Japanese Bribe Case Study

THE CASE OF THE JAPANESE BRIBE I. BACKGROUND OF THE CASE 1976: Former Japanese Prime Minister Kakuei Tanaka was arrested on charges of taking bribes amounting to $1. 8 Million Dollars from Lockheed Aircraft Company. Tanaka’s secretary and several other government officials were arrested together with former Prime Minister Tanaka. Takeo Miki was ousted from office on suspicion of concealing Tanaka’s dealings with Lockheed Aircraft Company. In Holland, Prince Bernhard resigned from 300 government positions held for allegedly having received $1. Million in bribes from Lockheed Aircraft Company in connection with the purchase of 138 F-104 Starfighter Jets. In Italy, Giovanni Leone, the Italian President in 1970 together with Prime Ministers Aldo Moro and Mariano Rumor were also accused of accepting bribes from Lockheed in connection with the purchase of $100 Million worth of aircraft during the late 1960s. Scandinavia, South Africa, Turkey, Greece and Nigeria were also among the 15 countries in which Lockheed admitted to having handed out payments and that at least $202 Million in commissions were made by the company since 1970.
Lockheed started using bribes since 1958 in order to outsell Grumman Aircraft, a competitor, for the Japanese Air Force contract. As per his testimony, William Findley of Arthur Young & Co. the auditors for Lockheed, engaged the services of Yoshio Kodama to act as middleman between Lockheed and the Japanese Government in order to secure the government contract for the purchase of military aircrafts. Several bribes were made by the company to ensure the contract in its favour.
In 1972, Lockheed rehired Kodama as consultant to sell its aircraft to Japan. Lockheed was in dire need to sell its aircraft owing to a series of financial disasters, cost overruns, pushing the company to the brink of bankruptcy in 1970. A controversial loan guarantee awarded the company amounting to $250 Million helped the aircraft company in averting the bankruptcy. Lockheed President, Mr. Carl Kotchian anxiously anticipated making the sales since the company has not been making its projected sales of aircraft worldwide.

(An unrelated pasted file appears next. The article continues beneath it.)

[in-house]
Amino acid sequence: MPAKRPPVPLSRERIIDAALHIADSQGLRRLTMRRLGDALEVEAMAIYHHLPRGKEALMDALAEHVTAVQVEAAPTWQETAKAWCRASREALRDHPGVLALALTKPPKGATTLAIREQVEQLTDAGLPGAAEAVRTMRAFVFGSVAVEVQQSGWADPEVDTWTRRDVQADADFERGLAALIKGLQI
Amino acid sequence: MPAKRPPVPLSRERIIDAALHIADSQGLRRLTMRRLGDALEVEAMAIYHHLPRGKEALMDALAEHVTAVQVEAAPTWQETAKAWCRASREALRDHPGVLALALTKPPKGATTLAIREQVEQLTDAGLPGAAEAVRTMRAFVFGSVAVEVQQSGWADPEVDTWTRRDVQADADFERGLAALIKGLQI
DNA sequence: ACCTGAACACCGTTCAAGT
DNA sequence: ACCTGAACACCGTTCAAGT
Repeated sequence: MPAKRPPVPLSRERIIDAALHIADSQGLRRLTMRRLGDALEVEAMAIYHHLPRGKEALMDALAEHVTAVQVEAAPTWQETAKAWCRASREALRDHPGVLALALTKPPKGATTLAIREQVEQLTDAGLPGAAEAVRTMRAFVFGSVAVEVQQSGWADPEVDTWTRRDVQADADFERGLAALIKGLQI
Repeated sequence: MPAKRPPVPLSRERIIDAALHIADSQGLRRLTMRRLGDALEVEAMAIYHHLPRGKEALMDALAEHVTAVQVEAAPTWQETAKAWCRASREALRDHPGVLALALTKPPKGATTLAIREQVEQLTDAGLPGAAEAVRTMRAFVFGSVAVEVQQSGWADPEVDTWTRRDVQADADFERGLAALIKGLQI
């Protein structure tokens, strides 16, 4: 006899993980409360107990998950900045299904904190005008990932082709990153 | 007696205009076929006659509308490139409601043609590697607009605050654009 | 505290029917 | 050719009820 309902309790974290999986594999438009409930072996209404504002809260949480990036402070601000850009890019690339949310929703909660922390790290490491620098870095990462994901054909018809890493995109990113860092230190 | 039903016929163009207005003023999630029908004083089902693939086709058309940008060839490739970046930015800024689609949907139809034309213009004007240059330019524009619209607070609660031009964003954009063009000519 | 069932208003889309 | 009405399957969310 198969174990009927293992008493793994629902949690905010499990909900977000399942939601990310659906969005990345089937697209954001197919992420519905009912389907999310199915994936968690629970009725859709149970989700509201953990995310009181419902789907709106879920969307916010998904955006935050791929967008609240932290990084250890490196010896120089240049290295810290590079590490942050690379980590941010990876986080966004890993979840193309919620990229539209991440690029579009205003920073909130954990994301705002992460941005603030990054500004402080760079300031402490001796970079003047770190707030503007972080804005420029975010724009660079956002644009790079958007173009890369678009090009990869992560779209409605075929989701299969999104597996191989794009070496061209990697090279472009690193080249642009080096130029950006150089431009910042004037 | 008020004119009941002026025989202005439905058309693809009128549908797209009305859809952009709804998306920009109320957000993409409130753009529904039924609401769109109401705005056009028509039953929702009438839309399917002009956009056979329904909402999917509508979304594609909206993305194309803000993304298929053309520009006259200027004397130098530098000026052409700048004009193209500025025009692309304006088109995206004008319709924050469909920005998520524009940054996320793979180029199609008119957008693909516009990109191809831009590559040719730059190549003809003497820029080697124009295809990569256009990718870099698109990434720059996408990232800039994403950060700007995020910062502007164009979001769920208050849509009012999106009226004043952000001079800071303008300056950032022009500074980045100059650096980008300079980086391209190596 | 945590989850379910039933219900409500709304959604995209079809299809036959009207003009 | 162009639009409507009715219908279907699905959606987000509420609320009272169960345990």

Mr. Kotchian believed that Japan is a largely-untapped market and if Lockheed penetrates the Japanese market, the company can generate $400 Million and thus, improve the company’s financial status and ensure the jobs of thousands of the firm’s employees. Kodama eventually succeeded in engineering a contract for Lockheed with the All Nippon Airways, beating McDonnell Douglas, its active competitor. For the sale, Kodama askes and received $9 Million as pay-off money from 1972 to 1975.
Allegedly, much of the money went to then Prime Minister Tanaka and other government officials for interceding with All Nippon Airways on behalf of Lockheed Aircraft Company. Mr. Kotchian admitted full knowledge about where the money was going and that he was persuaded by the assurance that in making the payoff, Lockheed was sure to get the contract with All Nippon Airways. Subsequently, Lockheed netted $1. 3 Billion from the contract. Mr.
Kotchian defended the payoff as “in keeping with Japanese business practices”, meaning that I order to do business in Japan, one has to make payoffs, further, Kotchian reiterated that the transaction did not violate any American Laws and that Lockheed needed to adjust to the existing “functioning systems” in order to be competitive and guarantee the jobs of thousands of its employees, as well as ensure continuing profitability. Otherwise, the company would be bankrupt and thousands will lose their jobs. In August 1975, after investigations conducted by the U. S.
Government, Lockheed admitted to making $22 Million in secret payoffs and in subsequent Senate investigations in 1976, the deals were made public, causing Japan to cancel the billion dollar contract with Lockheed. In 1979, Lockheed pleaded guilty to concealing the bribes by writing them off as “marketing costs”. Lockheed was not charged with bribery since the law took effect only in 1978. Mr. Kotchian was not indicted but was forced to resign from his office while in Japan, Kodama was arrested together with Tanaka. II. STATEMENT OF THE PROBLEM 1. What were the moral and legal implications of the actions of the Lockheed management? . What is the effect of the transaction with respect to fair competition in business? III. AREAS OF CONSIDERATION 1. The need to ensure the profitability of the company. 2. The need to ensure the welfare and well-being of thousands of employees of the company. 3. The ethical and legal standpoint that binds entities in the conduct of their business. IV. ANALYSIS OF THE CASE The case revolves around several issues that confront today’s modern business practice/s; basically, every company aspires to achieve continuing growth and profitability as its major policy.